The Michigan Supreme Court just issued a ruling that could allow parents who murdered one child to regain custody of their three other kids… all because they happen to be religious.
The story began in early 2017, when Abigail Piland was born without any obvious problems. But when the midwife who helped deliver her checked back the next day, Abigail didn’t look healthy.
The midwife told mother Rachel Piland to take the child to a hospital because the baby “could suffer brain damage or die if not properly cared for.”
Rachel didn’t do that. Instead, she said “God makes no mistakes” and insisted Abigail was fine.
Days later, Abigail was dead. (Rachel and her husband Joshua then prayed for her resurrection. Surprise: That didn’t work, either.)
A medical examiner later attributed it to “unconjugated hyperbilirubinemia and kernicterus,” both jaundice-related problems that were treatable. Abigail never had the chance to see a doctor when blood was coming out of her mouth, she wasn’t eating, or her skin became further discolored. All because her parents put more trust in God than someone who could actually help.
The Pilands were then charged with involuntary manslaughter, which meant they faced up to 15 years behind bars if convicted. That trial has not yet occurred.
But here’s the other issue: Seven weeks after Abigail was murdered, the Pilands’ two other sons were taken from their custody. Last year, the couple had another baby. The baby had the same health issues as Abigail. The parents were prepared to murder her, too, so state officials took the baby shortly after her birth and gave her the treatment her sister never received. That baby girl is still alive — and also in the custody of her maternal grandparents, just like her brothers.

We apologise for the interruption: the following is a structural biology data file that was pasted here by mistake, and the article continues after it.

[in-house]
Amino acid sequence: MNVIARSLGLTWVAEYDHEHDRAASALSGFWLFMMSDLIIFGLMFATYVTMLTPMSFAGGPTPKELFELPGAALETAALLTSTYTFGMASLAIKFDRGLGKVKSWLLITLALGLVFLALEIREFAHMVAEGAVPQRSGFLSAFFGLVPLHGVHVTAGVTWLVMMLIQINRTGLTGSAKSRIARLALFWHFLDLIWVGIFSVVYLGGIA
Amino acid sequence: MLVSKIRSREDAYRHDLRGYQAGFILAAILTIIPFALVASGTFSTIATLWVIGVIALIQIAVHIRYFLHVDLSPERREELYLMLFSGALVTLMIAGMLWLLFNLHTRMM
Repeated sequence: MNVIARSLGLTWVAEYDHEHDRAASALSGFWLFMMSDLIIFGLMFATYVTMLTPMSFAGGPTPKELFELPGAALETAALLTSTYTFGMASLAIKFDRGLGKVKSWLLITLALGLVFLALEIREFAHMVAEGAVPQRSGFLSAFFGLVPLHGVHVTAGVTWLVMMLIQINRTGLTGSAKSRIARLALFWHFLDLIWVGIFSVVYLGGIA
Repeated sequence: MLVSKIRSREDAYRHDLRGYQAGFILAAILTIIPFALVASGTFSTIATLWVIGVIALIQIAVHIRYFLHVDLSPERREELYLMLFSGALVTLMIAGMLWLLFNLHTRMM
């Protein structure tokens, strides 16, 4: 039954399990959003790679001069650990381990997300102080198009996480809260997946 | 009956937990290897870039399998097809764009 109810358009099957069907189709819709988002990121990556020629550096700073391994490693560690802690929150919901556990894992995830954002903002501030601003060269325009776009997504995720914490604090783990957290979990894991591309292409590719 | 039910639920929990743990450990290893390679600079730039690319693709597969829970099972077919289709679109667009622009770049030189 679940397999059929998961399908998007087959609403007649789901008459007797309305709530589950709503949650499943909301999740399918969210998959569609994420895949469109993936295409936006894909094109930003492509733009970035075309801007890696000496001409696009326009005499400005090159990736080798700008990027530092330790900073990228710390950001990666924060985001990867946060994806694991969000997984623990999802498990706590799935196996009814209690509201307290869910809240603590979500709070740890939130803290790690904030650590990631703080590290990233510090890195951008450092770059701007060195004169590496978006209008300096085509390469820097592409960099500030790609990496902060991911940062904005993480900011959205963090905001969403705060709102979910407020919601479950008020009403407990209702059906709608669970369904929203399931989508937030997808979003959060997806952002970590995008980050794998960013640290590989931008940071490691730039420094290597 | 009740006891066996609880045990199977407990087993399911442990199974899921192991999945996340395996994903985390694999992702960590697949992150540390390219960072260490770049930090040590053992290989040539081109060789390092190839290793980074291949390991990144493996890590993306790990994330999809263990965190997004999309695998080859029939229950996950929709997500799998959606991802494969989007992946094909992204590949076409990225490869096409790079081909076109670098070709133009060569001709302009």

The question now is whether the Pilands should regain custody rights over their kids.
That’s a separate trial, but it’s been held up for more than a year because there’s an argument over whether the jury should be told the Pilands are considered “negligent” parents or if they’re exempt from that characterization on the basis of their faith.Under Michigan law, a parent cannot be considered “negligent” if medical treatment for a child is denied because that parent was “legitimately practicing his religious beliefs.” The Pilands, who say they were just practicing their faith when they killed their baby, really want the jury to know about this law.
But Ingham County Circuit Judge Laura Baird said that law didn’t apply in this case because the issue in this case involved “neglect” and that was a separate body of law. It’s technical, but that argument would very likely make or break this case for the Pilands.
So they appealed the decision… and won. But prosecutors asked the Michigan Supreme Court to give the case another look.
Yesterday, sadly, the MI Supreme Court ruled that Baird was wrong, upholding the Court of Appeals ruling. That means if the defense can show the parents were simply living out their religious beliefs, they can point to a state law that says they’re not negligent parents, therefore they should retain custody of their kids.
It’s a horrible decision that could result in more dead children if the Pilands regain custody.
In case you’re wondering about their religion:
The Pilands appear to have been involved with a Lansing-based Bible school called Faith Tech Ministries, which describes itself online as nondenominational but similar to other “full gospel” or “Pentecostal” organizations.
Religious conviction should never be a “Get Out of Jail Free” card, but this couple stands a good chance of avoiding jail and regaining custody of their three other children all because they belong to a cult that doesn’t think twice about child sacrifice.
(Thanks to John for the link. Portions of this article were posted earlier)